Descending Hayts Road toward Cayuga Lake one photographic scouting expedition I spotted a mature linear maple tree planting forming the western edge of Frear Memorial Park. This day Pam and I headed out at day’s end, stopping here to capture the turning maples.
Click photograph for larger view. Use combination keys to enlarge/reduce: Ctrl+ (Control / Plus) and Ctrl- (Control / Minus)
A sunflower field was a hidden surprise. The 24 mm “wide angle” lens was mounted on a Canon EOS 5D Mark IV dslr on a light carbon fiber tripod.
Baker Laboratory dates back to World War I. With 200,000 square feet of space, the lab is home to Cornell’s Chemistry and Chemical Biology Department, the Chemistry Research Computing Facility, the Nuclear Magnetic Resonance Facility, and the Advanced ESR Technology Research Center (whew!!).
Trees on a Knoll
On the right, on a knoll, is a European beech tree (Fagus sylvatica). The Latin name holds a double irony. Standing, alone, high above East Avenue on the Cornell campus (sylvatica means “of forests”) as a memory of the forests growing above Cayuga Lake is a being once worshiped as a god. In Celtic mythology, Fagus is the god of beeches.
A maple is on the left, genus Acer of unknown species. I recognize it from the shape.
Copyright 2020 Michael Stephen Wills All Rights Reserved
Travelling light, using IPhone captures during a 4.6 mile walk on the Gorge and North and South Rim Trails of Taughannock Falls New York State Park, Finger Lakes Region near Ithaca, New York. A few waterfalls and sights along the way. Distance is from the “Health” app on my phone.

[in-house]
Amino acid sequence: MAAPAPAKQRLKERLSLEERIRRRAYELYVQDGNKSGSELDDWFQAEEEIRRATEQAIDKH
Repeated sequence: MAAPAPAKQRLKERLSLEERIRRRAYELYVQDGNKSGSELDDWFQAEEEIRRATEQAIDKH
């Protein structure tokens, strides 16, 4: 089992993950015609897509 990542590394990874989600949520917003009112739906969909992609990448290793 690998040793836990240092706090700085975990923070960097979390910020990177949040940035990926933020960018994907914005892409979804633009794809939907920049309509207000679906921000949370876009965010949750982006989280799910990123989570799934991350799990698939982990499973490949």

A “Rim Trail” follows the edge of the gorge. The “Gorge Trail” is within the gorge, along side the creek and ends at the 200+ foot waterfall.
This was the day Tiger Lilies bloomed along the roads the entire 13 miles. This stand was at the beginning of the South Rim trail.
A few steps farther the trail opens up to the expanse of the gorge above the waterfall, a place to contemplate the age of these rock gazing into the open space. There is no access to the bottom of the gorge here.
On days like this, the experience carries me away, enjoying the moments and forgetting the phone in my pocket. When I come to, it is the bottom of the South Rim trail at the entrance to the Gorge Trail and the hordes walking to the falls on a Sunday afternoon. This waterfall welcomes everyone at the beginning.
The vantages I choose usually exclude the crowds, here is a video of the observation platform beneath the 215 foot Taughannock Falls. Any closer and the camera lens is covered with mist. Feels great on this hot day.
I capture this tree growing along the Gorge Trail for later identification. It has fruits similar to a maple tree. Called samaras and also known as helicopters, maple keys, whirlybirds, and polynoses these must distinguish this tree as a member of the genus Acer though the leaf shape gives me doubts. Here the gorge changes direction almost 90 degrees from, generally, north/south to east/west. There is plenty of sunlight here and the tree has taken root in the talus of the cliff face.
I researched it and discovered the scientific name is Acer pensylvanicum and more commonly known as Moosewood. There is a “famous” restaurant in Ithaca, named Moosewood, so now I know there is indeed a tree growing locally by that name. The restaurant is near the commons of Ithaca and is 100% vegetarian. The last time Pam and I at there we were packed like sardines, like some collective, and we’ve never been back. The food is good and the basis of their fame is a cookbook by the same name.
Backlit lilies found on the climb up the North Rim trail.